To make collection faster and more efficient, Sharphound allows you to use LDAP search filters. This way, you can only retrieve the newly updated information since the last time you ran the collection, making it much faster to collect and import. An example command is:

sharphound -c DCOnly -f '(&(objectClass=* (modifyTimestamp>=20231001000000Z))' -Domain x.yz etc

What can we do with this new data?

Now we have the results of these actions flowing into Sentinel (or Splunk) we can use this to start creating detections. For example, the query below looks at paths from owned users to high-value assets. The detection is built to alert once there is a difference between the result from the previous run and the current run and show the difference, in this case new paths.

Sentinel query looking at new paths from owned users to high-value assets.

The same can, for instance, be done for owned entities or exploitable or exposed computers to a high-value resource. You can generate a new alert or re-prioritize the related alert to a higher level when there is a path.

Paths for owned users to a high-value target.

Some of the data queried can make more sense as a watchlist, where it can be incorporated into multiple detections to provide context, prioritization or an up-to-date source of, for instance, domain controllers.

Example watchlists in the Sentinel portal.

One of the other interesting and very useful enrichments that can be done with this data, is do some basic Cypher searches based on any user/computer/app registration etc. in an alert and collect information that can give an indication of the impact of a compromise of that resource. For example, ownership permissions on x assets, control over y objects, also has an admin account, and much, much more.

Analyst support

One of the additional features built into the YAML schema is the ability to provide a Cypher query that will be added to the log entries upon results.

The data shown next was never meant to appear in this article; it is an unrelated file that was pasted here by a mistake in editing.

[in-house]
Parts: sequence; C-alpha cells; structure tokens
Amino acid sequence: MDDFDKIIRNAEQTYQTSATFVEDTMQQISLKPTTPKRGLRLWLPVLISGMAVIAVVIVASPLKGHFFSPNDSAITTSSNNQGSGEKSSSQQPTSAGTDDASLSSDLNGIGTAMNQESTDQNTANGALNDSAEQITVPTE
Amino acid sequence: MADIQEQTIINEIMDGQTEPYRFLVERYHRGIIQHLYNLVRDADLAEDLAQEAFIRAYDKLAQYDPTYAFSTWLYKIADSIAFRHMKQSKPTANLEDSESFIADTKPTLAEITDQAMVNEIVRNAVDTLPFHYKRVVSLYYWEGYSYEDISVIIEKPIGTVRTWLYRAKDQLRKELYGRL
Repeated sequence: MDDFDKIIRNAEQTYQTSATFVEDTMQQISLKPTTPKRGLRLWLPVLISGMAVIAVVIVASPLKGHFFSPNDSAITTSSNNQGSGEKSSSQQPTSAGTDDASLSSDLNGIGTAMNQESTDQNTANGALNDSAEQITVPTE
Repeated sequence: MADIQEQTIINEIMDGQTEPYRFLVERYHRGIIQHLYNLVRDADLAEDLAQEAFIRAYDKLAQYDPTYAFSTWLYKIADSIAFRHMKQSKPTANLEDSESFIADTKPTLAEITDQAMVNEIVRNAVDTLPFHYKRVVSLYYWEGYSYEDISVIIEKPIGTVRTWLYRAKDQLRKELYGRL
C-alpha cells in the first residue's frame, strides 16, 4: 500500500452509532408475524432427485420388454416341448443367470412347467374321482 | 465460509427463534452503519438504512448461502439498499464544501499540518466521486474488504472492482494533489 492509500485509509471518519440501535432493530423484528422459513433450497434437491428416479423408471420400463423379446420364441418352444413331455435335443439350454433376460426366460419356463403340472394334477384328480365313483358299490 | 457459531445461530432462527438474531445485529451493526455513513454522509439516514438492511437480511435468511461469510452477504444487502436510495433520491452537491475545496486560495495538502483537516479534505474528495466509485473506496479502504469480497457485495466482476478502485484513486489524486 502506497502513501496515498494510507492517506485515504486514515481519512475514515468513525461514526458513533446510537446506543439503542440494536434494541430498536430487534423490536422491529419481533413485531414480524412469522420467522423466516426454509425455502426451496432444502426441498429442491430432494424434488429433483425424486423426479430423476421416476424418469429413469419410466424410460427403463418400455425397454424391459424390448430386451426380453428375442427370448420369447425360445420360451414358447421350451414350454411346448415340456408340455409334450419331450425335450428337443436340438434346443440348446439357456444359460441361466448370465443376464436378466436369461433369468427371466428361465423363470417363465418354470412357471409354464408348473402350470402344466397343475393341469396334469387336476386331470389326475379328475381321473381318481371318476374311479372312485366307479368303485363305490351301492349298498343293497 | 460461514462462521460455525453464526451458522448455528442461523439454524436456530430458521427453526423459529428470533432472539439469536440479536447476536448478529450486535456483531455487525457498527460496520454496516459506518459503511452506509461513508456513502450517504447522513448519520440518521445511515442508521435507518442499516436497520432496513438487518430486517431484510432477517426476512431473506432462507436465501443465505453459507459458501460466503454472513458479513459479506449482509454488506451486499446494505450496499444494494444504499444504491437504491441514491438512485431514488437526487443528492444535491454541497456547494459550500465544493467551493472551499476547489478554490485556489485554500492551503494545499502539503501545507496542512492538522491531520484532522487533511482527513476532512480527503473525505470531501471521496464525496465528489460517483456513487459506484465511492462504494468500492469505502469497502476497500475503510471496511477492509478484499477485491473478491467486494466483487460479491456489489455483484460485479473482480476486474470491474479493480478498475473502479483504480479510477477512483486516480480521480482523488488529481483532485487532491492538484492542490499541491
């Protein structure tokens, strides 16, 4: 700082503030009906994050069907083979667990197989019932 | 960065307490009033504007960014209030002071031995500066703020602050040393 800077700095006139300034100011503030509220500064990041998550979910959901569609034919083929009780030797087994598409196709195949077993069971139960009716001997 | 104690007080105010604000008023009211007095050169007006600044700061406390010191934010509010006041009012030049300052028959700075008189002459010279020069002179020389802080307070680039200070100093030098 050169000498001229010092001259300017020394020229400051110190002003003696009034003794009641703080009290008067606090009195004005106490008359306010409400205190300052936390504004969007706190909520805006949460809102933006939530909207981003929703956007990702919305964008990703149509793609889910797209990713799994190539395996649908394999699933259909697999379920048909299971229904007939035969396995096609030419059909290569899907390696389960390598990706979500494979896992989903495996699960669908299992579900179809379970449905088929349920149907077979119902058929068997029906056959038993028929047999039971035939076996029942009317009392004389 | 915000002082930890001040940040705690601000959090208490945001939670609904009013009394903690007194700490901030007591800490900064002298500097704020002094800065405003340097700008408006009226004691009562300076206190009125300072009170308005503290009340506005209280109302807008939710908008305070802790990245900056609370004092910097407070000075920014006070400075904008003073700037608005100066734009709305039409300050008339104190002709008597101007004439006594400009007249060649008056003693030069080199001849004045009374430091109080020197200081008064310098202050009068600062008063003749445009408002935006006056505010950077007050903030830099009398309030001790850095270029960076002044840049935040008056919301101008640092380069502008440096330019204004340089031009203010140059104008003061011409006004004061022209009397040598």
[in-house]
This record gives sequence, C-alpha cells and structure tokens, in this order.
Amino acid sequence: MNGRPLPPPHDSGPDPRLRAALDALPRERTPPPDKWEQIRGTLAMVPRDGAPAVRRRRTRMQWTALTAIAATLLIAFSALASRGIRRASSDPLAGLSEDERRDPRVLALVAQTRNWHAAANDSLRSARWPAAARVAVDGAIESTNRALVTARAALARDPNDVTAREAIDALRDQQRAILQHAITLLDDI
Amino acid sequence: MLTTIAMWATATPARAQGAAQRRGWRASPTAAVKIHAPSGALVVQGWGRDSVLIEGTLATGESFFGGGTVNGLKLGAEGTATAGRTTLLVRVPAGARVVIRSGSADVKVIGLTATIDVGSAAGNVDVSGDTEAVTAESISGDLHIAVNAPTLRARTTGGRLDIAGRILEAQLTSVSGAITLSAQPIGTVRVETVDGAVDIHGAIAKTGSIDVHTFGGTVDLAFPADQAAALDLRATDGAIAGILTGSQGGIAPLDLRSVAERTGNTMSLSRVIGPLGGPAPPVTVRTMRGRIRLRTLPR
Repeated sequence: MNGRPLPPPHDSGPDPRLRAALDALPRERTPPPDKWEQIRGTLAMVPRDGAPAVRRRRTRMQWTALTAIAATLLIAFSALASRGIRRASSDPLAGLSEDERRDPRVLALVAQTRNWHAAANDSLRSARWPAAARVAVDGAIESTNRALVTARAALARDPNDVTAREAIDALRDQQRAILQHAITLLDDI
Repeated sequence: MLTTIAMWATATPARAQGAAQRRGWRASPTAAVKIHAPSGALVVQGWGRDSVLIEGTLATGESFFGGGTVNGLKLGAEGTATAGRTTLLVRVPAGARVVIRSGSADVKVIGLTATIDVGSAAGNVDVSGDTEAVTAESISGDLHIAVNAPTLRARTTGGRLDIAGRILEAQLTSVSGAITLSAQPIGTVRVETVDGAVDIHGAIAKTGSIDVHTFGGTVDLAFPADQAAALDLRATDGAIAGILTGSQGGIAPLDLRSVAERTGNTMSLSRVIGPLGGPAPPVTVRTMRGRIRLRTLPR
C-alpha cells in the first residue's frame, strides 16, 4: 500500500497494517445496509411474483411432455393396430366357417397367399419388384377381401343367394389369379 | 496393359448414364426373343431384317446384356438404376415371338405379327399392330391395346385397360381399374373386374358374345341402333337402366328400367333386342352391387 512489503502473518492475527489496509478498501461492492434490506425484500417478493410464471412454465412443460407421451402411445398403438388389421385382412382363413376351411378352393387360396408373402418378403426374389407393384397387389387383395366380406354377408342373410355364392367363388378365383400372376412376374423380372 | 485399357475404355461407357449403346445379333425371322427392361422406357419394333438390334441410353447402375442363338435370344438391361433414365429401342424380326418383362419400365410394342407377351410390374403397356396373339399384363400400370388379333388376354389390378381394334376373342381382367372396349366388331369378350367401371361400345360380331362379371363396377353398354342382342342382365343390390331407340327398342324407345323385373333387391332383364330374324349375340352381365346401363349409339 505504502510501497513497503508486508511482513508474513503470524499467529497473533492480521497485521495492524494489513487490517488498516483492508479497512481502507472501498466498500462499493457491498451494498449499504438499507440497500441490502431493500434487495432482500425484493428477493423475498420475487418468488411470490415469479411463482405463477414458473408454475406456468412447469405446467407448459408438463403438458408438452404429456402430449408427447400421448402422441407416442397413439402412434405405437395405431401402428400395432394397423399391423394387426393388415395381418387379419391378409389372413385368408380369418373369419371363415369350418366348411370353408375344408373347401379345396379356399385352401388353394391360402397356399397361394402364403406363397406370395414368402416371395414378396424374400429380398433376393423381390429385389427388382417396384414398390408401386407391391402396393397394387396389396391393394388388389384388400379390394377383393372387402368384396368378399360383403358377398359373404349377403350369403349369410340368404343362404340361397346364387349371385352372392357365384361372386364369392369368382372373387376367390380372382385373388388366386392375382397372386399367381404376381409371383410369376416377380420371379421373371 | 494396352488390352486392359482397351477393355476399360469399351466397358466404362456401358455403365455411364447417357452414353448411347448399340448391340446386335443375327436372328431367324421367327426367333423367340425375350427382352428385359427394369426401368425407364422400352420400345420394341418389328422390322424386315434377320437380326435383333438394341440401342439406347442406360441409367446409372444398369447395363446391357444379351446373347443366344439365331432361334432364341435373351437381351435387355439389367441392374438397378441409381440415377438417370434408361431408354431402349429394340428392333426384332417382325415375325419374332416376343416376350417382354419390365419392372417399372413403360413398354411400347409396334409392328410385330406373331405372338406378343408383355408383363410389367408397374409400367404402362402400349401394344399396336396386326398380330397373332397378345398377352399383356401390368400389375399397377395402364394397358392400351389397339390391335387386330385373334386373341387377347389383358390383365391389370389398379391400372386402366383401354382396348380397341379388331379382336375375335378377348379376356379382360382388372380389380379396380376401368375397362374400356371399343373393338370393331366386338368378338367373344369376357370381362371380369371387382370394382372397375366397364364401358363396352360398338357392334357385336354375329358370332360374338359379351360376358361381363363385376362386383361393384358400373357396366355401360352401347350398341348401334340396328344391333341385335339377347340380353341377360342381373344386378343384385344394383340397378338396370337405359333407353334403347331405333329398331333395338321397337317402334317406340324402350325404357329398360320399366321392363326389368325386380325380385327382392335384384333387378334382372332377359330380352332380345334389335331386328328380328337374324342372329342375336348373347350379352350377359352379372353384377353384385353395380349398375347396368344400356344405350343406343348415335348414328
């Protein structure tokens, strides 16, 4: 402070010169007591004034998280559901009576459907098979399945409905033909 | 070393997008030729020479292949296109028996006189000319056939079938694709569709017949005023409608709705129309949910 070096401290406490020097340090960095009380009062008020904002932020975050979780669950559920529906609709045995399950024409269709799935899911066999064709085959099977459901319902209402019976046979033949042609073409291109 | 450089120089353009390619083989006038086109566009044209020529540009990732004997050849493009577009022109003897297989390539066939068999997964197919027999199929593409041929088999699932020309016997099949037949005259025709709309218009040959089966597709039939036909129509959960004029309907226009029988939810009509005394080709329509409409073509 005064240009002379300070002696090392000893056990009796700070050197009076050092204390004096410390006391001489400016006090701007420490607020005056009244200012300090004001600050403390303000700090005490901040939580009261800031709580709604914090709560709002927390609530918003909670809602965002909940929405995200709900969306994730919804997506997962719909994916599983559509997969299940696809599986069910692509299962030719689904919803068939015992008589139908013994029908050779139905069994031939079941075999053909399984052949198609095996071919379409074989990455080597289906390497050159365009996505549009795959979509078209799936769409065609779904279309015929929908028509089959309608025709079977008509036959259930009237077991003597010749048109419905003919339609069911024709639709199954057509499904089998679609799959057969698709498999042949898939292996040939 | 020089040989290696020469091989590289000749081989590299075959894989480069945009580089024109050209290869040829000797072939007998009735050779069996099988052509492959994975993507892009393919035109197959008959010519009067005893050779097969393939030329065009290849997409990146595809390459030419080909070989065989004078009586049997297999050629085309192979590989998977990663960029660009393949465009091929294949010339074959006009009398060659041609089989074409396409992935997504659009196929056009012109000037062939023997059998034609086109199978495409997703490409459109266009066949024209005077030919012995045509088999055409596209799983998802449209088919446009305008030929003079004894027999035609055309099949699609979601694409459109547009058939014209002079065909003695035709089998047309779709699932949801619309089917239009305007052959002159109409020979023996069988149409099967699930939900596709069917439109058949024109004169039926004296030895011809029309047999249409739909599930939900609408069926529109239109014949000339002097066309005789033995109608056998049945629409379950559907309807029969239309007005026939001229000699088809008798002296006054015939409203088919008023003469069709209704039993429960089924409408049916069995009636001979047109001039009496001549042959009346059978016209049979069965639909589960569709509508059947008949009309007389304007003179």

This allows you to add a Cypher query for analysts to run in BloodHound to investigate the path you were alerting on graphically.

Additional Cypher query in the logs to support analyst follow-up.
Lateral movement / path traversal

Since FalconHound is capable of syncing sessions and alerts we now also can uncover lateral movement across paths. When a path starts showing multiple alerts, it is also possible to predict where an attacker might move next and allow the defensive team to focus on investigating the next hop; and potentially cut off that path. It is quite likely the attacker sees the same path information, but is not aware the defenders are using it too.

Lateral movement example, where there is a sequence of alerts on a path to a high-value asset.

Obviously, there are way more possibilities for enrichment and path discovery; this is only the beginning. We at FalconForce believe in the value of this additional platform to strengthen detection and response capabilities. We will continue to develop and improve the tool and actions library, but also want to invite you to support the project with contributions.

With that, I hope we can bend John Lamberts quote at the beginning of the blog to our advantage.

Feel free to reach out with ideas, comments and feedback!

We’d love to hear your stories. You can find us on GitHub, Discord, LinkedIn and Twitter (X).